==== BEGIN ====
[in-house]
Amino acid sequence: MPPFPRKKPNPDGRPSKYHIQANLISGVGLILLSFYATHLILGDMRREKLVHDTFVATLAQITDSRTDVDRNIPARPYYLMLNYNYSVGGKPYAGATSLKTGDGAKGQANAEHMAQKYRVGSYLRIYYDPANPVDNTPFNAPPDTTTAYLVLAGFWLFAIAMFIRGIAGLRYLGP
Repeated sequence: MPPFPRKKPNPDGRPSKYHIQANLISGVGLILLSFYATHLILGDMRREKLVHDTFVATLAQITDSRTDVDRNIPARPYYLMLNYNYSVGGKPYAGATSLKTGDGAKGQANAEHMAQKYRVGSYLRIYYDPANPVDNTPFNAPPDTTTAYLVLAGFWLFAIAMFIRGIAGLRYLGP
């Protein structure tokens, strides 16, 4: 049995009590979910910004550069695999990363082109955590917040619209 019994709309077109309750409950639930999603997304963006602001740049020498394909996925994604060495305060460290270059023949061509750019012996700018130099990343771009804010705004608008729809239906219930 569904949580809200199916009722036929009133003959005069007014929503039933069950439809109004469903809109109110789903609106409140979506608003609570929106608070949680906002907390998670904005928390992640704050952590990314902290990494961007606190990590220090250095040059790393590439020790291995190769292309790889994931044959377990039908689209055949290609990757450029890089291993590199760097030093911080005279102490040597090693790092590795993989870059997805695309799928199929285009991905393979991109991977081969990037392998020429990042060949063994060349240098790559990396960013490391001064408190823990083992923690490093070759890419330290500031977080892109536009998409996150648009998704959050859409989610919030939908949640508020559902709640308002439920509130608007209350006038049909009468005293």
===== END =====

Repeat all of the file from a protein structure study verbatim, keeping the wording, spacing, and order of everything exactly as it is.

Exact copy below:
[in-house]
Amino acid sequence: MPPFPRKKPNPDGRPSKYHIQANLISGVGLILLSFYATHLILGDMRREKLVHDTFVATLAQITDSRTDVDRNIPARPYYLMLNYNYSVGGKPYAGATSLKTGDGAKGQANAEHMAQKYRVGSYLRIYYDPANPVDNTPFNAPPDTTTAYLVLAGFWLFAIAMFIRGIAGLRYLGP
Repeated sequence: MPPFPRKKPNPDGRPSKYHIQANLISGVGLILLSFYATHLILGDMRREKLVHDTFVATLAQITDSRTDVDRNIPARPYYLMLNYNYSVGGKPYAGATSLKTGDGAKGQANAEHMAQKYRVGSYLRIYYDPANPVDNTPFNAPPDTTTAYLVLAGFWLFAIAMFIRGIAGLRYLGP
């Protein structure tokens, strides 16, 4: 049995009590979910910004550069695999990363082109955590917040619209 019994709309077109309750409950639930999603997304963006602001740049020498394909996925994604060495305060460290270059023949061509750019012996700018130099990343771009804010705004608008729809239906219930 569904949580809200199916009722036929009133003959005069007014929503039933069950439809109004469903809109109110789903609106409140979506608003609570929106608070949680906002907390998670904005928390992640704050952590990314902290990494961007606190990590220090250095040059790393590439020790291995190769292309790889994931044959377990039908689209055949290609990757450029890089291993590199760097030093911080005279102490040597090693790092590795993989870059997805695309799928199929285009991905393979991109991977081969990037392998020429990042060949063994060349240098790559990396960013490391001064408190823990083992923690490093070759890419330290500031977080892109536009998409996150648009998704959050859409989610919030939908949640508020559902709640308002439920509130608007209350006038049909009468005293």